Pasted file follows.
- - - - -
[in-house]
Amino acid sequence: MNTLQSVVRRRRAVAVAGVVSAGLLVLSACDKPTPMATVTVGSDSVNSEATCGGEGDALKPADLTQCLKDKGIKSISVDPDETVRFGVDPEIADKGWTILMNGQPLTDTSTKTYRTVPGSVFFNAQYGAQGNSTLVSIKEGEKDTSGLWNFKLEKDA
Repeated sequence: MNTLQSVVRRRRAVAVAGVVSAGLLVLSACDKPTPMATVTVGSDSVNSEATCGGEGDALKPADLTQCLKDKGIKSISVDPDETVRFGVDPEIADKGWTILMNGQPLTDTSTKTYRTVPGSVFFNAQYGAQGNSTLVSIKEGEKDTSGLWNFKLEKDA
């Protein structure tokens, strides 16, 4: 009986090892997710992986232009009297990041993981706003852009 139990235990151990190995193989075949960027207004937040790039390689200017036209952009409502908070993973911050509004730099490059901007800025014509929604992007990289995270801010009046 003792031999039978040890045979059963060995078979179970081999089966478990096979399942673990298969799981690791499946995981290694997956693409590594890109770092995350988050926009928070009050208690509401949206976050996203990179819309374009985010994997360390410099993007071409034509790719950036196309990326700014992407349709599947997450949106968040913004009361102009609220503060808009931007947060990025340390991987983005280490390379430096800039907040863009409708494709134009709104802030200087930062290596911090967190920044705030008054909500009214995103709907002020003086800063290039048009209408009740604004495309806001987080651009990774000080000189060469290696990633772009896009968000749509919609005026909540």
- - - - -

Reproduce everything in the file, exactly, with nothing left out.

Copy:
[in-house]
Amino acid sequence: MNTLQSVVRRRRAVAVAGVVSAGLLVLSACDKPTPMATVTVGSDSVNSEATCGGEGDALKPADLTQCLKDKGIKSISVDPDETVRFGVDPEIADKGWTILMNGQPLTDTSTKTYRTVPGSVFFNAQYGAQGNSTLVSIKEGEKDTSGLWNFKLEKDA
Repeated sequence: MNTLQSVVRRRRAVAVAGVVSAGLLVLSACDKPTPMATVTVGSDSVNSEATCGGEGDALKPADLTQCLKDKGIKSISVDPDETVRFGVDPEIADKGWTILMNGQPLTDTSTKTYRTVPGSVFFNAQYGAQGNSTLVSIKEGEKDTSGLWNFKLEKDA
């Protein structure tokens, strides 16, 4: 009986090892997710992986232009009297990041993981706003852009 139990235990151990190995193989075949960027207004937040790039390689200017036209952009409502908070993973911050509004730099490059901007800025014509929604992007990289995270801010009046 003792031999039978040890045979059963060995078979179970081999089966478990096979399942673990298969799981690791499946995981290694997956693409590594890109770092995350988050926009928070009050208690509401949206976050996203990179819309374009985010994997360390410099993007071409034509790719950036196309990326700014992407349709599947997450949106968040913004009361102009609220503060808009931007947060990025340390991987983005280490390379430096800039907040863009409708494709134009709104802030200087930062290596911090967190920044705030008054909500009214995103709907002020003086800063290039048009209408009740604004495309806001987080651009990774000080000189060469290696990633772009896009968000749509919609005026909540």